Buyers guide to power meters

What’s the most accurate system? Is accuracy the be all and end all? Which is the easiest to live with?

Go on any group ride these days and training talk usually ends up being about numbers or – more specifically – watts.

Keen riders will be saying how they have sessions where they ride to a certain number of watts or how they were on the limit at X watts or “did you see the professional on that ride averaging blah blah blah watts?”

How do you measure watts? With a power meter.

What is a power meter?

Power meters are relatively small devices that measure the force of output a rider produces whilst pedalling. This power is measured in watts which are displayed on some sort of display unit (usually on the stem or bars) to let the rider know how well, or otherwise, they are performing.

Power meters may be expensive but the information they provide is invaluable if you know how to use it.

Why is measuring power so good?

Training with power is the most reliable and consistent way to train. It reduces the variables. It provides the most accurate results.

Heart rate is still a good way to train but can be influenced by certain outside factors. Power is consistent. Power output is basic and honest. If you aren’t trying hard enough you won’t deliver the required watts.


How do power meters work?

Power meters are strain gauges. Strain gauges in the meters measure force produced by assessing small deflections in material (eg. crank arms) and transmit the numbers produced to the display unit.

There are several types of power meter which measure either from the bottom bracket area or the rear hub. Depending on the system they can either take one reading from either the hub, the left hand crank, the more accurate left and right crank combo readings, the pedals or the chainset spider..

Currently there are five main power meter manufacturers each with a unique method of measuring power. They all come with their own pros and cons.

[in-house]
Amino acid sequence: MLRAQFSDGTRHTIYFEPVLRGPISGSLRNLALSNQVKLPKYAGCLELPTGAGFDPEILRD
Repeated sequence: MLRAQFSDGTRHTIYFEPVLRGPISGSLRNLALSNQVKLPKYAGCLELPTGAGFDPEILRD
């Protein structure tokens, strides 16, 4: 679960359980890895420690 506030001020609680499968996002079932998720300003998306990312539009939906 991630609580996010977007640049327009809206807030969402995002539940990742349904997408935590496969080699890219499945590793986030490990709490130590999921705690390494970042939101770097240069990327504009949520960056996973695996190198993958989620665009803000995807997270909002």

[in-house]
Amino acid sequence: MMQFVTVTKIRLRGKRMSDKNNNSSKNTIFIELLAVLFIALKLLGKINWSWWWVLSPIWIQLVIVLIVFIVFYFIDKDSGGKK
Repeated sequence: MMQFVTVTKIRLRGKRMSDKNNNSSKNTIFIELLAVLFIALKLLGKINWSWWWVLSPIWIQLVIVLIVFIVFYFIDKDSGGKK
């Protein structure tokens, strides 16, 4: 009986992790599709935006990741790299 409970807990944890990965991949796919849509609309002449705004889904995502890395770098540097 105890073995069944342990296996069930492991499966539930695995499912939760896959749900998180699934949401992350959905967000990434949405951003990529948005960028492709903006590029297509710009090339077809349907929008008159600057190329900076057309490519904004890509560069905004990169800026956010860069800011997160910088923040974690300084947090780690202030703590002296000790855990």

Chainset spider based systems

From Quarq, SRM and Rotor. These are very reliable but they are also the most expensive. As the gauges are in the crank spider arms the system is restricted to one bike (unless you fancy changing the chainset when switching between bikes every time).

Pros – the most reliable and consistent method of measuring power as it measures each side to give a correct figure.

Cons – very expensive, restricted to whichever bike you have the system’s chainset fitted to.


Non-driveside crank arm system

Stages’ design is probably the simplest system in that a strain gauge sits in a specially adapted left hand crank arm. The crank looks identical to current systems and doesn’t need any special tools to fit apart from the usual left hand crank tools.

Pros – easy to fit, less expensive.

Cons – only available for newest Shimano, SRAM and FSA chainsets (Campagnolo ones are due in 2016), only measures left hand power output and doubles it – still better than nothing though!


Garmin Vector pedals are the only pedal based system available at the moment and they have the strain gauges built into the pedal body making them very easy to use and switch between bikes which is handy if you have several bikes.

Pros – reliable information as takes readings from both pedals, easy to fit and good if you switch between bikes regularly.

Cons – expensive, only available in LOOK style pedals, still needs setting up when switching between bikes.

Rear hub

Powertap measures power through strain gauges in the rear hub. This makes it very easy to switch between bikes as long as they are all similar groupset and gear numbers.

Pros – less expensive, very easy to switch between bikes.

Cons – do you build it into a race or training wheel?

Do you have to be a professional to get the most from a power meter?

No, ironically those who have the least time available who will benefit just as much from using one as the professionals.

If you only have a certain amount of time each week – say 1 hour per day – then using a power meter can make your training sessions really specific and rewarding. Riders with more time can also benefit by having a constant performance indicator and again create specific or varied rides.

Should you buy one?

Anyone who wants to take their training more seriously will benefit from using a power meter providing they know how to best to use the figures. Get a coach to set you a program and the numbers will let you know how you are progressing. Remember to review your training regularly and adjust levels and sessions accordingly.

The downside is the cost as they are expensive, currently starting around the £600 mark right up to over £2,000. They can also be tricky to set up and some need servicing by specialists so bear that in mind if you are going for an expensive system. You will also need a head unit to display figures if you are using pedal, hub, left hand crank or certain BB crank systems, usually via ANT+ wireless transmission, so bear that in mind.

Saying that, training with power really is a great way to train (especially on turbo trainers) and certainly makes sessions more structured and tracking progress or form much easier.

At the moment the best power meter for the vast majority of people is a Stages system. Although plagued by software and hardware issues when they first came out they are now fully on top of the game and leading the pack.

Shop for power meters at Merlin Cycles

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